Equilibrium Tidal Response of Jupiter: Detectability by the Juno Spacecraft
AffiliationUniv Arizona, Lunar & Planetary Lab
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PublisherIOP PUBLISHING LTD
CitationSean M. Wahl et al 2020 ApJ 891 42
RightsCopyright © 2020. The American Astronomical Society. All rights reserved.
Collection InformationThis item from the UA Faculty Publications collection is made available by the University of Arizona with support from the University of Arizona Libraries. If you have questions, please contact us at email@example.com.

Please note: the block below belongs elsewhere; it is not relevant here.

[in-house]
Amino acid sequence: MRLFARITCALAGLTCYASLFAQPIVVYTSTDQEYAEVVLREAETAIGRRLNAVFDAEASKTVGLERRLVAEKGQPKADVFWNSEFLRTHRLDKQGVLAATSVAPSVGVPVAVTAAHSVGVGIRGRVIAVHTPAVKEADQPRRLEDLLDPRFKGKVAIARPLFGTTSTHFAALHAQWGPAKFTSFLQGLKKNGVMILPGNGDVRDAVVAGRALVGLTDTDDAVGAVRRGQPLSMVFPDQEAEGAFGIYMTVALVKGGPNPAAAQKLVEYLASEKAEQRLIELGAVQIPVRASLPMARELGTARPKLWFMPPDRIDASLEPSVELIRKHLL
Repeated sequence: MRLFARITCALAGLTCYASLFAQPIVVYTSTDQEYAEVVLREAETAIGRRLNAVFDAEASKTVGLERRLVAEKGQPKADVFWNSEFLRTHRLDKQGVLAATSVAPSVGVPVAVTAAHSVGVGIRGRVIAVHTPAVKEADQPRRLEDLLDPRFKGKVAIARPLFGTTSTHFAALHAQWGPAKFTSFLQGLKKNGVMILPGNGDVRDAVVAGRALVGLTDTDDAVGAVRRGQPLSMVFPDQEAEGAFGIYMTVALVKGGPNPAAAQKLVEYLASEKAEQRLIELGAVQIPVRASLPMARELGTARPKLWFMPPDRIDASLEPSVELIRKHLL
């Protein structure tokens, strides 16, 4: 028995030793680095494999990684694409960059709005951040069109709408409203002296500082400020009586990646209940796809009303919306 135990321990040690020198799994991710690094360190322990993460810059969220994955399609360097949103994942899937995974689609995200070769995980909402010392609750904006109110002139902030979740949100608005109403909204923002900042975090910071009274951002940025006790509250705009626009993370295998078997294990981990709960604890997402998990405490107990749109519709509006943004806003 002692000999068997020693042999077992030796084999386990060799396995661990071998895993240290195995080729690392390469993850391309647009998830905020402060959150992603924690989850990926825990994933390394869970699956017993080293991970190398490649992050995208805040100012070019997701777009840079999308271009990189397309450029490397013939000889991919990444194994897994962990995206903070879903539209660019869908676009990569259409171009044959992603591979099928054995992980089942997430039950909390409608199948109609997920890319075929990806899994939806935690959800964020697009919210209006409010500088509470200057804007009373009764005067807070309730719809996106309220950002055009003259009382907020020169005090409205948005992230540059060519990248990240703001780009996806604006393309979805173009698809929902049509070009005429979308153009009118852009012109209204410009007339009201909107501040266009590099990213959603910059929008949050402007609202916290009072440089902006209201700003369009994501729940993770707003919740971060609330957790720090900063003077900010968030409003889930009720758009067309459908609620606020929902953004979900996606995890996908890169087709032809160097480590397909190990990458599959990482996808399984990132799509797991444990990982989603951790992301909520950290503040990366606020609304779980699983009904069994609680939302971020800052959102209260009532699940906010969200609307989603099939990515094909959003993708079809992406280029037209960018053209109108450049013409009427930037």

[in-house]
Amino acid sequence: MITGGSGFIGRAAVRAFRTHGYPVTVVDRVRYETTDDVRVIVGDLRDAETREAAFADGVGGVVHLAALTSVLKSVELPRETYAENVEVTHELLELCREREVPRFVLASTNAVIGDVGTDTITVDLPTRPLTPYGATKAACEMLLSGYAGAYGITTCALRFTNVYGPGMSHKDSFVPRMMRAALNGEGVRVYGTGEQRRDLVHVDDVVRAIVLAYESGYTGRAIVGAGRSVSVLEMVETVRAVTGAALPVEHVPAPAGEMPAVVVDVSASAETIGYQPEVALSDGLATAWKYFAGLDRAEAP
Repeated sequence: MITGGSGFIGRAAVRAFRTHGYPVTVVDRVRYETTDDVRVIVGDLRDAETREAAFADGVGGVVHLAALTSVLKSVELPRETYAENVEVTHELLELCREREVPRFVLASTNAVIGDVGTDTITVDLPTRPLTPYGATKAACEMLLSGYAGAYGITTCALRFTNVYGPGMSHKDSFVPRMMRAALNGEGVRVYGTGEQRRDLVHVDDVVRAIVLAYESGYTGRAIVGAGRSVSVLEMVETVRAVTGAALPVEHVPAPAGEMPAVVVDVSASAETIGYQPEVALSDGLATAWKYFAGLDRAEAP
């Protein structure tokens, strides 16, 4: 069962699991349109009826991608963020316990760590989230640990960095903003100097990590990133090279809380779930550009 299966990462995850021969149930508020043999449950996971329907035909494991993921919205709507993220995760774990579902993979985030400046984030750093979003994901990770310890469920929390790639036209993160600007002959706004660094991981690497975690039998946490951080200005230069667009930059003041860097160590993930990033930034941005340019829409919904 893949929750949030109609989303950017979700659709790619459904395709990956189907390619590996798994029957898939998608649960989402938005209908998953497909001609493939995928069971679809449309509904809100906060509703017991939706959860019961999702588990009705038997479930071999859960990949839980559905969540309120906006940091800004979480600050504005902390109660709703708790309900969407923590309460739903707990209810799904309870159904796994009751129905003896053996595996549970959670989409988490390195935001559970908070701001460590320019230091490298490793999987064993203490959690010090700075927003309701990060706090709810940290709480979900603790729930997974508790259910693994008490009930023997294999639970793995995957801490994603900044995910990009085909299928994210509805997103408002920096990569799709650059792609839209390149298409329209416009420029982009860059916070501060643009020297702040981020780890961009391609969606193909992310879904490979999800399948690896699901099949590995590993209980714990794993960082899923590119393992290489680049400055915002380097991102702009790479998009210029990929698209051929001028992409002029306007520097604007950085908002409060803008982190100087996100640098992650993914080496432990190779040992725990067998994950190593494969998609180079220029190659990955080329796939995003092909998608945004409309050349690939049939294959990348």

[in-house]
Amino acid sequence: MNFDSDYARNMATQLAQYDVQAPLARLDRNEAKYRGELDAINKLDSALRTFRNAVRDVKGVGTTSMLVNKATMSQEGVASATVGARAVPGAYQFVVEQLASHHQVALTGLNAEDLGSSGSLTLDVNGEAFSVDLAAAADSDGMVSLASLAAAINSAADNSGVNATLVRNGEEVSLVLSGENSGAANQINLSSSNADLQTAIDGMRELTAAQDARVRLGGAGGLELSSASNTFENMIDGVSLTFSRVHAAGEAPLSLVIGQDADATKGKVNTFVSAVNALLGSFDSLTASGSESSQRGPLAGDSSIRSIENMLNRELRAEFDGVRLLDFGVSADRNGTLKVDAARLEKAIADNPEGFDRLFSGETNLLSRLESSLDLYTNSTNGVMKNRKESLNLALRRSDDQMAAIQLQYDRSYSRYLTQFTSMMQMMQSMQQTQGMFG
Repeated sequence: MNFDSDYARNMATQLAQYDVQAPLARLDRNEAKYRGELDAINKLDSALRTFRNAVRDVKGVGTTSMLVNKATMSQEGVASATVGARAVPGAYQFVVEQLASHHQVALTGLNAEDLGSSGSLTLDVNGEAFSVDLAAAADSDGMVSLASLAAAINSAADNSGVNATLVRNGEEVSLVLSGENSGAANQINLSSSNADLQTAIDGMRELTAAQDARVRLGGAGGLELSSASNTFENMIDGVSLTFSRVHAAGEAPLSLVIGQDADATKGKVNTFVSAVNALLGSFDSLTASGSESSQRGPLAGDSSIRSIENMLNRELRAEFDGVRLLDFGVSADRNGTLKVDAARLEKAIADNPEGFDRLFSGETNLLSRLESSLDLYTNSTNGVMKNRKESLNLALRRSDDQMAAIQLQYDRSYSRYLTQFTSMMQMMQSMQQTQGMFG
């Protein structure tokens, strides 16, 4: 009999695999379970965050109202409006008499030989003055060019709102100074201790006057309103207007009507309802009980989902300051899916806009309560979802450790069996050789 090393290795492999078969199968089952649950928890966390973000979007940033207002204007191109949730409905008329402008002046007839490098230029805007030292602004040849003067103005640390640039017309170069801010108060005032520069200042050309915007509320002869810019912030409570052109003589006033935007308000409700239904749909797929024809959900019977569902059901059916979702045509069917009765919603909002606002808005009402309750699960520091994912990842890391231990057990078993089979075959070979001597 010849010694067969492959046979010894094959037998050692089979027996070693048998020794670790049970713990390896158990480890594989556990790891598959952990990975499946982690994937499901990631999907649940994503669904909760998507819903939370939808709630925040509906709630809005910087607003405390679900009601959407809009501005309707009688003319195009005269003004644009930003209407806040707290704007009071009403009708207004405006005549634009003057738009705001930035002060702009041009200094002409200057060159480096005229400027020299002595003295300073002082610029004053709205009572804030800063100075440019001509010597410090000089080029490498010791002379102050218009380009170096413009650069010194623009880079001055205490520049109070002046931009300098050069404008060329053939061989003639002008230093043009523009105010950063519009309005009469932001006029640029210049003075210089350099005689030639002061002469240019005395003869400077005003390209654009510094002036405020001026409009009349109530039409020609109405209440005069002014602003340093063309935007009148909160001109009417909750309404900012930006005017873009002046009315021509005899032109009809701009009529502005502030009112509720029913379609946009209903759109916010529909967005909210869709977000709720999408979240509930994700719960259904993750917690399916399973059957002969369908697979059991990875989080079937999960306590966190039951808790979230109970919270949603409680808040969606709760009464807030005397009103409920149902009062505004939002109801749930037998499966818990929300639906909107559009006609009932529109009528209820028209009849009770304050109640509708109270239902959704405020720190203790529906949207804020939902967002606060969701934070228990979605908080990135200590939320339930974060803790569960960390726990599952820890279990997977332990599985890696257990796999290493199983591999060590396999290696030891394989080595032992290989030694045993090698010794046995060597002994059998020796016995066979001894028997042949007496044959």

AbstractAn observation of Jupiter's tidal response is anticipated for the ongoing Juno spacecraft mission. We combine self-consistent, numerical models of Jupiter's equilibrium tidal response with observed Doppler shifts from the Juno gravity science experiment to test the sensitivity of the spacecraft to tides raised by the Galilean satellites and the Sun. The concentric Maclaurin spheroid (CMS) method finds the equilibrium shape and gravity field of a rotating, liquid planet with the tide raised by a satellite, expanded in Love numbers (k(nm)). We present improvements to the CMS theory that eliminate an unphysical center-of-mass offset and study in detail the convergence behavior of the CMS approach. We demonstrate that the dependence of k(nm) with orbital distance is important when considering the combined tidal response for Jupiter. Conversely, the details of the interior structure have a negligible influence on k(nm) for models that match the zonal harmonics J(2), J(4), and J(6), already measured to high precision by Juno. As the mission continues, improved coverage of Jupiter's gravity field at different phases of Io's orbit is expected to yield an observed value for the degree-two Love number (k(22)) and potentially select higher-degree k(nm). We present a test of the sensitivity of the Juno Doppler signal to the calculated k(nm), which suggests the detectability of k(33), k(42), and k(31), in addition to k(22). A mismatch of a robust Juno observation with the remarkably small range in calculated Io equilibrium, k(22) = 0.58976 0.0001, would indicate a heretofore uncharacterized dynamic contribution to the tides.
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